Cirque Le Roux - The Elephant in the Room

Cirque Le Roux: The Elephant in the Room

Cirque Le Roux - The Elephant in the RoomI was disappointed. I was embarrassed for the company. I was looking around for an exit. And then suddenly I was drifting through the riches of pure acrobatic bliss. The Elephant in the Room is awful and then it is breathtakingly brilliant.

The concept of the performance is to blend film noir, physical comedy, and circus into a single theatrical circus show. From the beginning the noir film titles were a fun idea, but messy and difficult to read on a textured backdrop. Then early in the show the focus was on physical comedy, which occasionally succeeds but frequently falls flat. But more than the physical comedy, director Charlotte Saliou sadly has the acrobats speaking boring, over-extended dialogue that is spoken too quickly and quietly against a much stronger musical score, and lacks bite, humor, or clarity. There is some fun in the dialogue, as they occasionally throw in a salty French word that holds its own with the flair and power of the overall production values.

I hoped things would get better, but, to be honest, I wasn’t holding my breath. To my great joy, after the first roughly 20 minutes, there was nearly no more speaking, and the world-class acrobatics took stage front-and-center. And when I say world-class acrobatics, the hand balancing and partner balancing acts presented here could hold their own technically and artistically with the best in the world. After the slow, tedious start, Elephant blossoms into a majestic, sensual buffet of acrobatic wonder.

Philip Rosenberg, Gregory Arsenal, Lolita Costet, and Yannick Thomas, the four-person company, perform acrobatic sequences alone, in various combinations, and finally all together, with the skill, flair, and playfulness that marks them as masters of their art. Saliou redeems herself in spades with adept artistic direction in perfectly drawn sequences that make acrobatic virtuosity silly and sexy in equal measure. The acrobatic bliss carries beautifully for a solid 40 minutes, and left the audience leaping to their feet. Of particular note is a hand balancing duet that features Rosenberg and Arsenal with hints of dance, homoeroticism, and some of the most exotically perfect hand-balancing images in recent memory.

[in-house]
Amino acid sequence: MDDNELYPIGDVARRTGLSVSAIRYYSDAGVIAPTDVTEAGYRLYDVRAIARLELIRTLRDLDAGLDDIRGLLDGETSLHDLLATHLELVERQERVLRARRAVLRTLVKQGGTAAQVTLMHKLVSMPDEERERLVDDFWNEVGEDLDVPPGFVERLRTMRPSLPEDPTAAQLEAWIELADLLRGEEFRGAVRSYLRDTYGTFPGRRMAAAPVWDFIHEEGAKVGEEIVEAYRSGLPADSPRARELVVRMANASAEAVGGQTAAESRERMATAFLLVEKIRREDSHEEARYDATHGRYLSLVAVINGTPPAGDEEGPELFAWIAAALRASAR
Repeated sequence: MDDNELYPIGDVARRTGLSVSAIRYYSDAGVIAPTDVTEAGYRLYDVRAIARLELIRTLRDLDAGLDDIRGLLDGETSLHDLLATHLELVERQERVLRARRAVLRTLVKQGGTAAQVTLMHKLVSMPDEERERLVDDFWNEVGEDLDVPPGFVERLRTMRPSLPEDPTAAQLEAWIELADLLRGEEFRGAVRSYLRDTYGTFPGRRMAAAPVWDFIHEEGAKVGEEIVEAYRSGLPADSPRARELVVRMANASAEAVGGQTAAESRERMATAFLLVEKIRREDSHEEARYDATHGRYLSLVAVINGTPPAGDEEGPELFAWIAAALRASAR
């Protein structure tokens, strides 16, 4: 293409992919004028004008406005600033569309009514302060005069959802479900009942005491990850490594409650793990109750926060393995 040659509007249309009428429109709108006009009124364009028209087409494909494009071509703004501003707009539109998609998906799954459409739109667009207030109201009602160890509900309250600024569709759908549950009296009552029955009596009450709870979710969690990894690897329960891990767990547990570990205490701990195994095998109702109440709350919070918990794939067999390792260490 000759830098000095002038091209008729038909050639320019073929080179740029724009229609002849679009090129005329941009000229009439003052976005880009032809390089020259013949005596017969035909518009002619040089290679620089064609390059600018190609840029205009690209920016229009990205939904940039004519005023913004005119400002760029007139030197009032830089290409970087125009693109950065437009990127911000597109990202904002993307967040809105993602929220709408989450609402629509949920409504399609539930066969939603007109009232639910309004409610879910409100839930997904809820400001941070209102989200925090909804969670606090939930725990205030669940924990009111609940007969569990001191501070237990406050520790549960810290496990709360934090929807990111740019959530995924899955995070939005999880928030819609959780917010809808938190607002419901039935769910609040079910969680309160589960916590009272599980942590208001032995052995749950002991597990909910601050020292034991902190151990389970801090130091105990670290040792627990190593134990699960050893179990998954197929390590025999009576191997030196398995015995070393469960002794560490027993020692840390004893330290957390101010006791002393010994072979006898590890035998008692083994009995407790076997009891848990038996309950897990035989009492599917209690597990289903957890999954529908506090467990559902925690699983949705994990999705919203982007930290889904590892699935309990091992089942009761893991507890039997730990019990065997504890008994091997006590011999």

Once I picked up my jaw off the floor, Elephant left me giddy with appreciation for their circus voyeurism, courage, and dazzling skill. And even those first few unfortunate minutes couldn’t wipe the grin off my face.

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About Ezra LeBank

Ezra LeBank is the Head of Movement and Assistant Professor of Theatre Arts at California State University, Long Beach. He is recognized internationally as a specialist in biomechanics, partner acrobatics, contact improvisation and clown. He is the editor of the national periodical for the Association for Theatre Movement Educators ATME News. His book CLOWNS: In Conversation With Modern Masters is available from Routledge Publishing, UK.